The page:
Australia Trends Home Trends Volume 32 No 2 Australia - Page 59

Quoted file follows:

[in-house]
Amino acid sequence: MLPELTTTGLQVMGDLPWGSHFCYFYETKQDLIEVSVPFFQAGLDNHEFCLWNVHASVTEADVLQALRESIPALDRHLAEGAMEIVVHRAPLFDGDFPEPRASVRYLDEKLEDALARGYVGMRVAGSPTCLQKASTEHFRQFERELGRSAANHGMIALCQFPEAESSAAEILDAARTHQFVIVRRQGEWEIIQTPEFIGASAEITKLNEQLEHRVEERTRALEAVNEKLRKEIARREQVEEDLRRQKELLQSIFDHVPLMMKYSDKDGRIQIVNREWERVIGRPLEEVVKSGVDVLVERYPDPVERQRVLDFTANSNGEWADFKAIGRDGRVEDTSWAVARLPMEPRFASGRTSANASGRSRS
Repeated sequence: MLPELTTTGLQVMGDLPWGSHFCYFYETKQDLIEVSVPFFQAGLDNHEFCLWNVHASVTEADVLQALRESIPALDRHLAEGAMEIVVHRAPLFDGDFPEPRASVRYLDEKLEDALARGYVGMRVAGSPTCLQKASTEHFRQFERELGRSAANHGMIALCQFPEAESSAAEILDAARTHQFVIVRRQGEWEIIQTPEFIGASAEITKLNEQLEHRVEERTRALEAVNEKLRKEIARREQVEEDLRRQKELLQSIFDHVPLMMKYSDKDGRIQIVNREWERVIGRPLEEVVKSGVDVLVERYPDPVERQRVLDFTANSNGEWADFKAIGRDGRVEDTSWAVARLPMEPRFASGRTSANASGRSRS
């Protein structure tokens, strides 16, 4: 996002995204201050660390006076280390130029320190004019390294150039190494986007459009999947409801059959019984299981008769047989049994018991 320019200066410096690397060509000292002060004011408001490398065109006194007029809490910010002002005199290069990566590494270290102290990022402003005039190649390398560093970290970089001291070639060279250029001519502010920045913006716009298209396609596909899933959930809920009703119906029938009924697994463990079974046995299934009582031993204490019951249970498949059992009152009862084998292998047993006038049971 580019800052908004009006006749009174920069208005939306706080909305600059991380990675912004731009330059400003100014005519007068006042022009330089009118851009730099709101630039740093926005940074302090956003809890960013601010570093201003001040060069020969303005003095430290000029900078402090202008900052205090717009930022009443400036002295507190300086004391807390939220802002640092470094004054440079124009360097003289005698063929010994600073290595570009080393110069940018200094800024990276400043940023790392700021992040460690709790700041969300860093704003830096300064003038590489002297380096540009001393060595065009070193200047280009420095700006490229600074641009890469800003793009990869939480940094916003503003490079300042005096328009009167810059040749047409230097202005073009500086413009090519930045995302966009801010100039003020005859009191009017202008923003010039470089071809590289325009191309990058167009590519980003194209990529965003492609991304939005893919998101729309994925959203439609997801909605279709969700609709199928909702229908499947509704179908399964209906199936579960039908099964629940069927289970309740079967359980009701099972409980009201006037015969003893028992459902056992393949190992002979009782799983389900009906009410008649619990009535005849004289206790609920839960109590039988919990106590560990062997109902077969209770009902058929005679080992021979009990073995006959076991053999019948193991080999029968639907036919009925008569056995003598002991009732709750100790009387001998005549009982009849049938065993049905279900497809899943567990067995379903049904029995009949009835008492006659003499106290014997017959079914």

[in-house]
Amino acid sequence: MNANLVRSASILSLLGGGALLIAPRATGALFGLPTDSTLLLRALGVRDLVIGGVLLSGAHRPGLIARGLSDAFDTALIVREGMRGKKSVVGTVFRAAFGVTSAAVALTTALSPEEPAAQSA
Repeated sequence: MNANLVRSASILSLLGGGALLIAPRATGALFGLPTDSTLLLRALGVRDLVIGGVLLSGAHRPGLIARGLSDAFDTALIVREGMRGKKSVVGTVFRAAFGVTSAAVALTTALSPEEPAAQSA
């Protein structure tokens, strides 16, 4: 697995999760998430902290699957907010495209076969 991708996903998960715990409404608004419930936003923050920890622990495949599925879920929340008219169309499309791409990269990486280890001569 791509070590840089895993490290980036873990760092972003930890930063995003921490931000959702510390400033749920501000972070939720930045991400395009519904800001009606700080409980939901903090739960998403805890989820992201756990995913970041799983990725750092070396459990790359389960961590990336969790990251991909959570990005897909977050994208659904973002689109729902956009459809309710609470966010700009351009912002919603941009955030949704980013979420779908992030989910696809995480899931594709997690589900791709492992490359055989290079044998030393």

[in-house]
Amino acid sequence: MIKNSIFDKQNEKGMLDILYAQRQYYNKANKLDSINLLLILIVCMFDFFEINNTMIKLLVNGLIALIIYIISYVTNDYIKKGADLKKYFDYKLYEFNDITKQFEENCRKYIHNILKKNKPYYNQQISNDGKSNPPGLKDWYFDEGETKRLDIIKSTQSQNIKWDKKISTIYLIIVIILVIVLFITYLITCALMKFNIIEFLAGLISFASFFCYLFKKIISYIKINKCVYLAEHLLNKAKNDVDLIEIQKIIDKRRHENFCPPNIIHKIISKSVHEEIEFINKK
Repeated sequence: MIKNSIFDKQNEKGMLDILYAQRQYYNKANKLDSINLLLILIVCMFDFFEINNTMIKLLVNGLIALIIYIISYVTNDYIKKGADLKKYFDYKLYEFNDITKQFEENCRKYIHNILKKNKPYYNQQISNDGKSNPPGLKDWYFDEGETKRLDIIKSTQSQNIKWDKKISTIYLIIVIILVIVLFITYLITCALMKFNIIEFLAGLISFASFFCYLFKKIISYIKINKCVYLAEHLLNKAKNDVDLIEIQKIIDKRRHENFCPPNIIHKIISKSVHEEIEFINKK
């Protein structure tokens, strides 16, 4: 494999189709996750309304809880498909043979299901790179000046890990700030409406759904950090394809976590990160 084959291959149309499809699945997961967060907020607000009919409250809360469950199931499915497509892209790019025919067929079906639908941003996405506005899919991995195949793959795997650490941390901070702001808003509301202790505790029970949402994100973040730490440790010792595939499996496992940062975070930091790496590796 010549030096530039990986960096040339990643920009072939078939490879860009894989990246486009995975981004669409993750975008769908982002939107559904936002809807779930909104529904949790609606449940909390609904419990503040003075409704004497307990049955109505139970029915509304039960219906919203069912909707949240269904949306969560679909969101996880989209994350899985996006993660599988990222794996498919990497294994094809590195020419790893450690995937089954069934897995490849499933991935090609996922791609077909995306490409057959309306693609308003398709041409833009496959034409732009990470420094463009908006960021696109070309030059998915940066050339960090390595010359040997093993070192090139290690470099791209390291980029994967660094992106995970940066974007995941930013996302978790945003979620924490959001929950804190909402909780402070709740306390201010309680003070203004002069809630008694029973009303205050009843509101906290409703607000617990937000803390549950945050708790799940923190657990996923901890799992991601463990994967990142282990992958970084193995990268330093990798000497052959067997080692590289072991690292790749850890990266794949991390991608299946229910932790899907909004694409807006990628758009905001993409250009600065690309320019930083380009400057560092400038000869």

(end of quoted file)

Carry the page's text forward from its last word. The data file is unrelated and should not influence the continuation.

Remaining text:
divides the grand public space from the more intimate spaces to the rear. In general terms, limestone and oak panelling provide the finishes in these smaller rooms. The wine bar, theatre, spa, and service quarters are all more private – being tucked into the hillside – while the massive great room with dining area has operable glass panels opening to the sheltered outdoor entertainment spaces, garden terraces, and the swimming pool. To one side, the single-height kitchen has a wood ceiling and back-painted glass cabinetry that reflects the cityscape. The owners wanted the eat-in kitchen and family area to feel more intimate than the adjacent great room. The sheltered outdoor living room, on the other side of the great room, appears just as lavish as the indoor spaces. “Perched high on the third level, the master bedroom, ensuite and office all have breath-taking views. Designed with retractable glass walls, all these rooms open onto the long terrace,” says Mungall. The bedroom also has a skylight with mirrored sides to maximise light. This can open to the skies at the push of a button while motorised screens can be drawn when darkness is required. The glass walls can be cloaked with motorised sheers and block-out curtains, for shade and privacy. The terrace, with comfortable seating and flickering firepit, provides a private outdoor room. Metal screens, a repeat of the finish that frames the front door, bring shade and create light play on the interior. Several green strategies are employed throughout the residence. search | save | share at